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Influenza: Striking differences in the response to immunisation in early childhood

Adjuvanted trivalent influenza vaccine: a randomised controlled trial to determine the kinetics of the functional genomic response in young children.

In the 2012 influenza season, ADITEC partners (University of Geneva, University of Oxford, Emory University Atlanta and Novartis) conducted a randomised controlled trial to assess the kinetics of the functional genomic response to adjuvanted trivalent influenza vaccine (TIV) in comparison with standard seasonal TIV and correlated with immunophenotypical data. Two doses of vaccine were administered one month apart. There were questions over the feasibility of using the systems immunology approach to vaccine assessment in young children (14-24 months in this trial) since only small volumes of blood (6mls) could be obtained for the study. Ninety children were enrolled and blood sampled at day 0, 1, 3 and 28 after the second dose of vaccine. To limit the number of blood samples per child, 2 groups were enrolled with an individual child allocated either to day 1 or day 3 sampling. Remarkably samples were obtained for gene expression studies (RNA), B and T cell EliSpots, flow cytometry and antibody measurement (using haemagglutination inhibition; HAI). Immunological analyses were undertaken in Oxford and HAI in Italy with microarray data analysed at Emory.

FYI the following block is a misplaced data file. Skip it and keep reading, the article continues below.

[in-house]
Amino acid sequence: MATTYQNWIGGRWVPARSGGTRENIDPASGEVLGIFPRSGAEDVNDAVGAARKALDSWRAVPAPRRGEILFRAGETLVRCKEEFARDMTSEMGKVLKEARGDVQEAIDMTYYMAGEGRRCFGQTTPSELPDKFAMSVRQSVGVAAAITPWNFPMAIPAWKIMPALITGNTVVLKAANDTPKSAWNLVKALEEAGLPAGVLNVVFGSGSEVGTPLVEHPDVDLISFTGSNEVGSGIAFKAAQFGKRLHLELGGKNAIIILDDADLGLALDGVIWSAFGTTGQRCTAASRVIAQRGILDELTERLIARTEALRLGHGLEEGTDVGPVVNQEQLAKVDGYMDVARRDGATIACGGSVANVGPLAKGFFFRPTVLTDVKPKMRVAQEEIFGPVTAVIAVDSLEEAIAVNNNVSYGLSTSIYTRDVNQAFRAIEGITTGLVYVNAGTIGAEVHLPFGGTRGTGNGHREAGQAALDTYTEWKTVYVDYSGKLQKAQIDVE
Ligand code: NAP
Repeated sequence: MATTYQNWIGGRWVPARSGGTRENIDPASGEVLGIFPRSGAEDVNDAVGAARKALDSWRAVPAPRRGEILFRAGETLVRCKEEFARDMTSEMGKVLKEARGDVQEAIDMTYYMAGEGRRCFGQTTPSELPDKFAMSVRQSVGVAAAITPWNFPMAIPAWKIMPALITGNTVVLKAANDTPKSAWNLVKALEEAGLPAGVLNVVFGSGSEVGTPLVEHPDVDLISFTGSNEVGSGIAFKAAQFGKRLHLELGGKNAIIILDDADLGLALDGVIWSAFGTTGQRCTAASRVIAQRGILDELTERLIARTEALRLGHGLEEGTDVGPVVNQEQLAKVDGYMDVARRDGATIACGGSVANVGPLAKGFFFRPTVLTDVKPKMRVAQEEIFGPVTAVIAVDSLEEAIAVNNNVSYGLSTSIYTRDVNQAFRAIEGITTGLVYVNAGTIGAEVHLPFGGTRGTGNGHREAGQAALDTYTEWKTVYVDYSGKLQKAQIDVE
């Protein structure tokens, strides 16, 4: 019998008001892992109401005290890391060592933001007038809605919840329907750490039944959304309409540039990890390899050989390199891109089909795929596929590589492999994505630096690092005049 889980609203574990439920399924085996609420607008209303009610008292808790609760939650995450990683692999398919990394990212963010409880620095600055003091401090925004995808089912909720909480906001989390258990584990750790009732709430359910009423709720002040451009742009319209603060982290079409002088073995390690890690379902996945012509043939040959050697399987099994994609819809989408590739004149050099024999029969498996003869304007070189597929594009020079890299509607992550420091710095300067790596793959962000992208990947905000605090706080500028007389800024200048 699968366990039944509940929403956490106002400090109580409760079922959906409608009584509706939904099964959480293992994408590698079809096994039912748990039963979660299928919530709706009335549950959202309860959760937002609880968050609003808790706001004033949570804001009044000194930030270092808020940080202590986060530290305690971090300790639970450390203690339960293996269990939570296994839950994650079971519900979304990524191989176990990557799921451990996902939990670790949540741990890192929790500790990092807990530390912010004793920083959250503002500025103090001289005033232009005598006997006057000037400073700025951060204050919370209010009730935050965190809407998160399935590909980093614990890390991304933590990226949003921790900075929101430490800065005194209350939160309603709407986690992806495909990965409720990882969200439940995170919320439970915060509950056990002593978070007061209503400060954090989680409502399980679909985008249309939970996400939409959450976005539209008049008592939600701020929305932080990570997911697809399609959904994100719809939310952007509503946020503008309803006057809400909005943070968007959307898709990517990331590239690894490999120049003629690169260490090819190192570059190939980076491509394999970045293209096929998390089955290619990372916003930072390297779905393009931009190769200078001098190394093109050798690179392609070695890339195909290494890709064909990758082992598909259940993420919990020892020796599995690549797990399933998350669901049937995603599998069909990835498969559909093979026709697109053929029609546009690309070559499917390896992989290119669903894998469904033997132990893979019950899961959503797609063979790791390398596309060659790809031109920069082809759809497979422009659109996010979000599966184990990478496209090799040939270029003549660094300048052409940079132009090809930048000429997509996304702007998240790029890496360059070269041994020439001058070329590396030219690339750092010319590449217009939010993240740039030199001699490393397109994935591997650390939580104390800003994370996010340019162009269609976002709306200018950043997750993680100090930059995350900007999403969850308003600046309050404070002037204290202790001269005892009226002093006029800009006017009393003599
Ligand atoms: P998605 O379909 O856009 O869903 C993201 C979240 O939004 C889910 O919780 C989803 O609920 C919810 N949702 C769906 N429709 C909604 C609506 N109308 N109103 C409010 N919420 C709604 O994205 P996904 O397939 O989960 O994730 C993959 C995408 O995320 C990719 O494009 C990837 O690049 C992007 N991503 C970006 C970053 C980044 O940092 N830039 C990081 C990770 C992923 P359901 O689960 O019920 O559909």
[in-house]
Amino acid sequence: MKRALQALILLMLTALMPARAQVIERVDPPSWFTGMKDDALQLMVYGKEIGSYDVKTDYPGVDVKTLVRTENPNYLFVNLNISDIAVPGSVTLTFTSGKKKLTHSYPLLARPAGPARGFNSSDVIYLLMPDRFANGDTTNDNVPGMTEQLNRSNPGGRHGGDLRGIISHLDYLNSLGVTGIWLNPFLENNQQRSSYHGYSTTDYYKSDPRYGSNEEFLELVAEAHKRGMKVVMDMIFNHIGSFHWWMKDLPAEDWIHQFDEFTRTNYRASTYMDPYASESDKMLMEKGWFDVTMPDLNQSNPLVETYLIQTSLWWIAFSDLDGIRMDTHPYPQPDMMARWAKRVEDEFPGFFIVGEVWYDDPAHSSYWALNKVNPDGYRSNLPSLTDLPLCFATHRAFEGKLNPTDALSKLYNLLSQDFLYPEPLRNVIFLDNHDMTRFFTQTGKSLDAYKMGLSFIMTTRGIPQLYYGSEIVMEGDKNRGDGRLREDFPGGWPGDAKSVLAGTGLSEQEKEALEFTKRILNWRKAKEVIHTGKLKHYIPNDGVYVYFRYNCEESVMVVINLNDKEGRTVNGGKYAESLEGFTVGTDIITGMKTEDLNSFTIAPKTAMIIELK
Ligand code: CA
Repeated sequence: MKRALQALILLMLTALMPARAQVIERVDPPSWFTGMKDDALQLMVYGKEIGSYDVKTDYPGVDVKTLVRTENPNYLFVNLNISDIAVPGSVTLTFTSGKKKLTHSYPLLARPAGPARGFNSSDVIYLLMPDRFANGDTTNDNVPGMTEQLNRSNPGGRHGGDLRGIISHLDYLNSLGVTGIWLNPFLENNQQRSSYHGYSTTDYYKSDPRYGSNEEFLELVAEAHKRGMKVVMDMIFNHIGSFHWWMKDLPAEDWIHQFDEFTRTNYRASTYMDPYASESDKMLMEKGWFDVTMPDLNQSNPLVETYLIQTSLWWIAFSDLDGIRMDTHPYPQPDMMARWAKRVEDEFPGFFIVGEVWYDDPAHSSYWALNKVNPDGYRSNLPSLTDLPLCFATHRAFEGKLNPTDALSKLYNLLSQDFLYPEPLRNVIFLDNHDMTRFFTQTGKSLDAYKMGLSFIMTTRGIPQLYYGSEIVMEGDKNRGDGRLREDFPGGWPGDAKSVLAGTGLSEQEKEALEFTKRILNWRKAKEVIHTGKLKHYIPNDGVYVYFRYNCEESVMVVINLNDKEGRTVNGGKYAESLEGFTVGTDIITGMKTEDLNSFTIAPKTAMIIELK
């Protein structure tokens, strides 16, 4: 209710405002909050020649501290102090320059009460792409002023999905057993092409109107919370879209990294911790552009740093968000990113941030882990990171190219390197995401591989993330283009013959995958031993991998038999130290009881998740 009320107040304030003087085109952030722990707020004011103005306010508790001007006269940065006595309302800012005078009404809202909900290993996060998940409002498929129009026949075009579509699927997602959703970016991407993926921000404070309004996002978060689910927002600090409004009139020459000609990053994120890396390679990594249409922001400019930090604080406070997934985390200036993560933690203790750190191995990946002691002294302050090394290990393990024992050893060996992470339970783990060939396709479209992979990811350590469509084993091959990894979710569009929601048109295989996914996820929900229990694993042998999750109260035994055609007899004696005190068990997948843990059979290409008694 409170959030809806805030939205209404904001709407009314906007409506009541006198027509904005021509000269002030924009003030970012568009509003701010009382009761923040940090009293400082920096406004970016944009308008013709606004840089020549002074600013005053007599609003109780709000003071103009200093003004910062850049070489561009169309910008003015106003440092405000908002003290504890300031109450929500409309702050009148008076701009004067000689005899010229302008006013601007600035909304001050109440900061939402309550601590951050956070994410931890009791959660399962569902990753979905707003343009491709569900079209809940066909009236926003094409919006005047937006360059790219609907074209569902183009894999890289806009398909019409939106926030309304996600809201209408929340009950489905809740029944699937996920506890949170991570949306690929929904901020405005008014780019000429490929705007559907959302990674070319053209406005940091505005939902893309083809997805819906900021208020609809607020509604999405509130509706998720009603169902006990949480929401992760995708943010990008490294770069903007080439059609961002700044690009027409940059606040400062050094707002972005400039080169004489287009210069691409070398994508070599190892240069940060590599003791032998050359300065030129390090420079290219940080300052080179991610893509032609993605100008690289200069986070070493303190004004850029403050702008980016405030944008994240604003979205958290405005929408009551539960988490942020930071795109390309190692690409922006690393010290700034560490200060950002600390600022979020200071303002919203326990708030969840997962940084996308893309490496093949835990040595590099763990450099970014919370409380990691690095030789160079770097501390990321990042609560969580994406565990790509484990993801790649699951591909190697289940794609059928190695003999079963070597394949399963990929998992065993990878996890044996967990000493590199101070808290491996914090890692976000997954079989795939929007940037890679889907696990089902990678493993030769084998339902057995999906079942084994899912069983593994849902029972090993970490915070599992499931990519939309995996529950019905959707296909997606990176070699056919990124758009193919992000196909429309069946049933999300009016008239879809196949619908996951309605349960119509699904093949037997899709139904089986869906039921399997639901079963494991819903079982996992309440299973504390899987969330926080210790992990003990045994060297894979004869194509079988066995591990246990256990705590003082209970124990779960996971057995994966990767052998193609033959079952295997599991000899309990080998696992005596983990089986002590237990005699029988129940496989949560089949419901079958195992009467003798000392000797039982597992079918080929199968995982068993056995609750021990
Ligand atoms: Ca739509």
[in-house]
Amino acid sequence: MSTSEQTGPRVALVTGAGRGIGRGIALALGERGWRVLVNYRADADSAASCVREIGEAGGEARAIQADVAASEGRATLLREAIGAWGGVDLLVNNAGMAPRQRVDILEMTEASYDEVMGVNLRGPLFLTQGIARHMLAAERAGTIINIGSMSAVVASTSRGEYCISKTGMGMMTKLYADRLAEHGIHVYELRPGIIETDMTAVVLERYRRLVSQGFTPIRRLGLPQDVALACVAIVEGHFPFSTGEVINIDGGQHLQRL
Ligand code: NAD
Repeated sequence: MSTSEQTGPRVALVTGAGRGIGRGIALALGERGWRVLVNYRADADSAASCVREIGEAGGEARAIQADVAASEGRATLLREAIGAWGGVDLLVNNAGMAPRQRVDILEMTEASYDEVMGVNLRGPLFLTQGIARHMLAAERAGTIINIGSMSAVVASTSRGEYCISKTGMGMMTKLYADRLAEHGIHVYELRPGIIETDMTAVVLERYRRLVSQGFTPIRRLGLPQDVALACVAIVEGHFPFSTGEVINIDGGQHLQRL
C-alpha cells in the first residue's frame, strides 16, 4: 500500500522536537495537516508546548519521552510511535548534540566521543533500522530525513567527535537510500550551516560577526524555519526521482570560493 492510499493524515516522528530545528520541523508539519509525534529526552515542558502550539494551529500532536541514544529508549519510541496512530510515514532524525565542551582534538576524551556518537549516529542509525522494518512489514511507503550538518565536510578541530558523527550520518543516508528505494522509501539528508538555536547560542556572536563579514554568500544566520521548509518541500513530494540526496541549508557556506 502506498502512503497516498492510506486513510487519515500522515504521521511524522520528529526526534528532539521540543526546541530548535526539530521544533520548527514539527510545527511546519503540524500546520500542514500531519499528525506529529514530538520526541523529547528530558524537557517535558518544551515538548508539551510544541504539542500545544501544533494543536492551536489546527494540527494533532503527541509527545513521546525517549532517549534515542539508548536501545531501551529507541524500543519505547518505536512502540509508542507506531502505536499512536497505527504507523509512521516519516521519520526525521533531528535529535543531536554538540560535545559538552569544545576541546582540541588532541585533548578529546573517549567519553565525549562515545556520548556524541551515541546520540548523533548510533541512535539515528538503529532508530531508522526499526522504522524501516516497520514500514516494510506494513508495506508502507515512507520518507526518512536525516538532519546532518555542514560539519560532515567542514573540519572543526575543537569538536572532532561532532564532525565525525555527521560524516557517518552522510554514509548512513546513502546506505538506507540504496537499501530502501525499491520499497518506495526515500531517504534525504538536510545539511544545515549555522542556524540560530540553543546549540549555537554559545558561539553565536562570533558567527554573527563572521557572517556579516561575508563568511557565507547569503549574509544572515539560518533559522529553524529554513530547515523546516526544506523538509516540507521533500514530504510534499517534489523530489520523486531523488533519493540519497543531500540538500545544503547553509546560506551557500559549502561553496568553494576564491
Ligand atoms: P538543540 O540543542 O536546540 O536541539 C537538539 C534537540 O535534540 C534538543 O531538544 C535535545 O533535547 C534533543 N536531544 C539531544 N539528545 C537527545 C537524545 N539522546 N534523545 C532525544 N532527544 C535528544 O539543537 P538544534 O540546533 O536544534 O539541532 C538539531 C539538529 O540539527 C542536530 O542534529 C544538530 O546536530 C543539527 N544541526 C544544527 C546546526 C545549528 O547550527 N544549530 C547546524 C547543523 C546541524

The majority of children were influenza naïve, since the previous season had a very low attack rate in the UK, and the majority were antibody and T cell response negative at baseline. Both vaccines were well tolerated. After vaccination, B cell, T cell, antibody and gene expression responses could be detected in the peripheral blood of the children and will be reported in a manuscript which is currently in preparation.
Comparison with previous adult studies of influenza vaccines indicate that there are striking differences in the response to immunisation in early childhood. These findings warrant further investigation to direct new understanding of the developing immune system and require a study which is focussed on the timepoints identified in this first ADITEC  TIV study in young children.

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